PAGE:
Government plagued by scandals hits the electorate with billion-rupee charm offensive in attempt to succeed at next year's elections. Samanth Subramanian reports
Early start to India coalition's election campaign
NEW DELHI // In an early volley of campaigning for national elections next year, India's ruling coalition has launched a media blitz aimed at persuading the nation's 714 million voters that it deserves to stay in power.
Advertisements lauding the government's rural-employment programme appeared on the front pages of Indian newspapers yesterday. And in coming weeks, videos praising other accomplishments of the United Progressive Alliance (UPA) - the ruling coalition that is dominated by the Congress Party, during its nine years of rule will be broadcast on television - disseminated on social media and screened in cinemas.
The videos, directed by Pradip Sarkar and featuring a signature song written by Javed Akhtar, bear Bollywood's indelible stamp.
The song's lyrics - Meelon ham aa gaye, meelon hame jaana hai ("We've come a long way, but there's still a long way to go") - will soon be available as a ringtone.
But saturating the airwaves, newspapers and mobile phones with political self-adulation is no guarantee of success at the polls in India.
In 2009, the UPA spent about 1 billion rupees (Dh67 million) on its advertising campaign and won the general election.
Yet Prodyut Bora, a senior official in the Bharatiya Janata Party (BJP), said it would be "too simplistic to say that the UPA won due to better advertising".
Indeed, the BJP spent 1.5 billion rupees on its "India Shining" campaign in the 2004 elections and still lost power to the Congress-led UPA.
At a preview of the UPA's ad campaign on Monday, India's minister of information and broadcasting insisted the ruling coalition's drive was different to the BJP's.
"This is not 'India Shining' but the actual story of India that we are trying to present to you through these 12-13 spots," Manish Tewari said.
The UPA will spend 1.8 billion rupees promoting its achievements, including about 350 million rupees in the first 15-day phase of the campaign. Collectively titled "Glimpses of the India Story", the videos attempt to depict what the government says is its positive effect on the lives of Indians.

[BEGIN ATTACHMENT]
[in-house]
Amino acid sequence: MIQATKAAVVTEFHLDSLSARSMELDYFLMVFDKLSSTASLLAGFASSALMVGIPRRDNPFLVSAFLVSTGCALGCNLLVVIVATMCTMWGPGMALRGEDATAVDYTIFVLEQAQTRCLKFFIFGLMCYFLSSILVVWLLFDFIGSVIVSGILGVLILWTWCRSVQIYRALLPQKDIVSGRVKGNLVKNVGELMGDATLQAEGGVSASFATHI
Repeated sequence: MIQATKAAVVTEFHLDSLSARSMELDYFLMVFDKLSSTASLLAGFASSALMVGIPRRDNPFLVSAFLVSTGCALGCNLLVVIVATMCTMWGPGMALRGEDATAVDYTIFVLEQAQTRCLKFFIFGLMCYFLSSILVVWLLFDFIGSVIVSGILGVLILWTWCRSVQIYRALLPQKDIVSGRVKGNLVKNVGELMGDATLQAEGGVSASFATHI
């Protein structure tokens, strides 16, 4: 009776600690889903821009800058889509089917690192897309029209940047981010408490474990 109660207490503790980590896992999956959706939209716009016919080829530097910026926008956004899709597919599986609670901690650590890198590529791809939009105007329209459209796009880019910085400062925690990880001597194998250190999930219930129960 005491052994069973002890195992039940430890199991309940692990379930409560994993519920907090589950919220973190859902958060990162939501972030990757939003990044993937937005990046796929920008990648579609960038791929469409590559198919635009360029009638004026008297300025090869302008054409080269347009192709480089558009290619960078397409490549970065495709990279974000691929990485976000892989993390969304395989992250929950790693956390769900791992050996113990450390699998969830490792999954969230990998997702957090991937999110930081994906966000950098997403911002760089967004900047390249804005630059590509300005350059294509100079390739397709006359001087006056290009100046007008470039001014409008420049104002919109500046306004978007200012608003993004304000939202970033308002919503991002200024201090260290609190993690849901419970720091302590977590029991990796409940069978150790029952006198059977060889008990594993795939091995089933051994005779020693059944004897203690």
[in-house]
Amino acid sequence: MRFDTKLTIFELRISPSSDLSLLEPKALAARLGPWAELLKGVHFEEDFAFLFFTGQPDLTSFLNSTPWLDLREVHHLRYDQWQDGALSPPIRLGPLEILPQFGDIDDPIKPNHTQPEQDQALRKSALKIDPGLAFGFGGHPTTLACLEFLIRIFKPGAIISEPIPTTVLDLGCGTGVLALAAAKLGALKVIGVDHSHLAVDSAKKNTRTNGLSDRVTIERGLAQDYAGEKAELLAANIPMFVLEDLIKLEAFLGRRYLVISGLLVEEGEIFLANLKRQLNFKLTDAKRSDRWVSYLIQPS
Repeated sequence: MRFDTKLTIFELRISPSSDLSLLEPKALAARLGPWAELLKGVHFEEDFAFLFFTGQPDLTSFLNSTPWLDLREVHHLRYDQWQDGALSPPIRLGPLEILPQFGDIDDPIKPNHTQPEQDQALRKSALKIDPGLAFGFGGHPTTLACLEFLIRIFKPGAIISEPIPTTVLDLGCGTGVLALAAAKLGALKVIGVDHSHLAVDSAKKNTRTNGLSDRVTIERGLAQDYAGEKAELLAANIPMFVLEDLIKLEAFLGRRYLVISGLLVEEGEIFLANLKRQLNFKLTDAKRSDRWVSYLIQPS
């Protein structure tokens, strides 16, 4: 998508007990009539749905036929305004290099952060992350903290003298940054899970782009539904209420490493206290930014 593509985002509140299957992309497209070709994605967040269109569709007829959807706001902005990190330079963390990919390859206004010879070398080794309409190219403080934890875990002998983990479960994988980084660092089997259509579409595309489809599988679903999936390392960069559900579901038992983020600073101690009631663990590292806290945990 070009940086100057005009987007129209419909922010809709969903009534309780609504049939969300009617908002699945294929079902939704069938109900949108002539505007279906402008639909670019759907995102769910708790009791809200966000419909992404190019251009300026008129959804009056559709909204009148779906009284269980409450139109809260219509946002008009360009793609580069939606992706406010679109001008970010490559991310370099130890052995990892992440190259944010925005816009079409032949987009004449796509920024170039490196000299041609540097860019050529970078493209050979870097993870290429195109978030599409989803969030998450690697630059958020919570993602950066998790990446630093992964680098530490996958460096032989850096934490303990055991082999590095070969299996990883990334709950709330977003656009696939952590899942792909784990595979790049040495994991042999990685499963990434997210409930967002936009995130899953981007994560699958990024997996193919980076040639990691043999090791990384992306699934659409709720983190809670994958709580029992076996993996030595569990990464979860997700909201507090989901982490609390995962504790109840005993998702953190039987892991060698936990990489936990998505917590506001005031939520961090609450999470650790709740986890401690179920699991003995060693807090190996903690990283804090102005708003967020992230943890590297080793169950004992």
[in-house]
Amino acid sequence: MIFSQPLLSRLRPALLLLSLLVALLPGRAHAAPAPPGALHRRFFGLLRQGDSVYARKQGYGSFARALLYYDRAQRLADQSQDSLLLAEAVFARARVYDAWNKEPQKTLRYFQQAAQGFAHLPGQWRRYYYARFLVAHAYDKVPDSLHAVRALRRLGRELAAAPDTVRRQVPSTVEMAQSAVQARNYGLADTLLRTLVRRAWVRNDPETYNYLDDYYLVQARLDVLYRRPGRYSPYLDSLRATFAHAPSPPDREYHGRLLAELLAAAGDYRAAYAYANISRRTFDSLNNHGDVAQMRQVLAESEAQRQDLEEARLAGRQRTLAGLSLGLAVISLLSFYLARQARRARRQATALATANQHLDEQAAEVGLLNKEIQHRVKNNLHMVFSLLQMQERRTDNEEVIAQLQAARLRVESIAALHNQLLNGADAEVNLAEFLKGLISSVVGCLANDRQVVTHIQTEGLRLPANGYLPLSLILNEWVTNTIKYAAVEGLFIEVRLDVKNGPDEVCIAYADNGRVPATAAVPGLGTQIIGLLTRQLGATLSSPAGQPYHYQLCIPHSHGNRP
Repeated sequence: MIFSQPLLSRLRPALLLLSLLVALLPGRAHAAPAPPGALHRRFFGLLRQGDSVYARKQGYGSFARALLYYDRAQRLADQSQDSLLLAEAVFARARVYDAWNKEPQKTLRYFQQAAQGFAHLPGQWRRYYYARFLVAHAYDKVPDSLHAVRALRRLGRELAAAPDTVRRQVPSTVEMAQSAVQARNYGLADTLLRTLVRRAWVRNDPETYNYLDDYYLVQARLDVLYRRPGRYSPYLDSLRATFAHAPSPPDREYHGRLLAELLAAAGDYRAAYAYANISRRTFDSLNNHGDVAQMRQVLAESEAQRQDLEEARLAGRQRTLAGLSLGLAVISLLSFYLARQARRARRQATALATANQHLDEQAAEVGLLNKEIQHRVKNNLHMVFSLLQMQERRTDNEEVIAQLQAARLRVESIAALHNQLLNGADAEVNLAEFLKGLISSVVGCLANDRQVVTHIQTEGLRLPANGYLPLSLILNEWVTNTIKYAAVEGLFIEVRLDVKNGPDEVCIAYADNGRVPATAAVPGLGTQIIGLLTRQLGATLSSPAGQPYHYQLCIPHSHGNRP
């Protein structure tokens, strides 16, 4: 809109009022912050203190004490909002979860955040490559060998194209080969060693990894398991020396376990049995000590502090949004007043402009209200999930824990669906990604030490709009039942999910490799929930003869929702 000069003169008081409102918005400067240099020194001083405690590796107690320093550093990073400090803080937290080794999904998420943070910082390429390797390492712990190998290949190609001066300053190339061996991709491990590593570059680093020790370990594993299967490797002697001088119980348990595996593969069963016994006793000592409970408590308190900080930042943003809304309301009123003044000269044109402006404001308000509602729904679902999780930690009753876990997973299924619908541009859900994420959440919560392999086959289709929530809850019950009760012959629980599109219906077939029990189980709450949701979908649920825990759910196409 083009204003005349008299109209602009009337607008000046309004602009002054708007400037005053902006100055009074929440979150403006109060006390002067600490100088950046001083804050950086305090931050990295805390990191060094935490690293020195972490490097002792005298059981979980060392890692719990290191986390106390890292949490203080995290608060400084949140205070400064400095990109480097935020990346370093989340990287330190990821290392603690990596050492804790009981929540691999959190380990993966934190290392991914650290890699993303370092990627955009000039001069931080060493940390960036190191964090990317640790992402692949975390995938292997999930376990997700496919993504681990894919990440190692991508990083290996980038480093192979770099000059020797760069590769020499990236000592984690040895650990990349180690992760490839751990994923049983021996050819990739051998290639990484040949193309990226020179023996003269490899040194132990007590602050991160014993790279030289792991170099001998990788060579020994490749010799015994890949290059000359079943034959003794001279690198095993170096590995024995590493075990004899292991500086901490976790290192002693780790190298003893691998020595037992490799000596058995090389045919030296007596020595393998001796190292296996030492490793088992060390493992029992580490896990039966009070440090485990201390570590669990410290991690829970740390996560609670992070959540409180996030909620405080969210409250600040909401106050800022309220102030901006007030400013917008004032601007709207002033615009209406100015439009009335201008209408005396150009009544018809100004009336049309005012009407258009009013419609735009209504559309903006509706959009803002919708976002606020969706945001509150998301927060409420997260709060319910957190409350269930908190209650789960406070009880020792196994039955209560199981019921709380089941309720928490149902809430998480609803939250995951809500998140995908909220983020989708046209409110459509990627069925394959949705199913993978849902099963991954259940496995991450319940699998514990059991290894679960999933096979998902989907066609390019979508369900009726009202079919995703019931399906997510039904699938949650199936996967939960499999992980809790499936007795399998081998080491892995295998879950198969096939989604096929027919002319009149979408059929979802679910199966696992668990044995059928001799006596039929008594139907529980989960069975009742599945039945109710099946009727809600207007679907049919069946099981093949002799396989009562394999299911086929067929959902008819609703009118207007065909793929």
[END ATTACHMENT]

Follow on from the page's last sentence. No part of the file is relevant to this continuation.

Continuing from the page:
In one, a female day labourer has learnt enough in her evening classes to demand her rights. In another, women are seen using improved maternity facilities at hospitals.
Villages get concrete roads, and Indians of every class come together to take new metro lines to work. Graduates of the elite Indian Institutes of Technology find that they can find rewarding employment at home, instead of having to migrate to the United States to put their education to good use.
But the videos may be too little too late for a government that has been plagued by scandals involving corruption and abuses of power.
A week ago, one of its ministers resigned after he was implicated in a scandal in which Indian Railways posts were allegedly sold for bribes. Another stepped down over allegations he had interfered with an investigation of the government.
An executive for a Chennai-based advertising agency poured scorn on the coalition's campaign strategy.
"The UPA somehow seems to think that a clunkily conceived, shoddily produced, and hastily released ad campaign can erase the perception of non-performance," said Anantha Narayan, creative director of 1Pointsize. Political parties frequently made the mistake of "a last-minute tom-tom of the past", Mr Narayan said.
"If the UPA were my client, I'd have a simple mantra for them: 'Stop advertising, start talking'," he said.
The UPA operates from a disadvantaged position that makes even talking a challenge, Mr Narayan suggested. The coalition's three pillars - prime minister Manmohan Singh, the Congress chief Sonia Gandhi, and her son Rahul Gandhi - are "terrible communicators".
"One of them needs to step up to the plate and assume the role of brand ambassador," he advised.
A heavily media-oriented political campaign also assumes the availability of electricity and television - a dubious assumption in India, said Mr Bora, a member of the BJP national executive who ran the online campaign in 2009 for the party's prime ministerial candidate.
Using his home state of Assam as an example, Mr Bora said that many areas of the country had sporadic electricity and access to television - or none at all.
In these areas, grassroots efforts by the party's rank and file are far more important in communicating the party's message and in getting out the vote, he said.
Mr Bora also doubted that the UPA's advertising strategies could rehabilitate its image.
"Can good advertising sell a new product from a failing company?" he wondered. "It would take one hell of a brave advertising agency to come up with one hell of a campaign to sell a product with such a visible expiry date."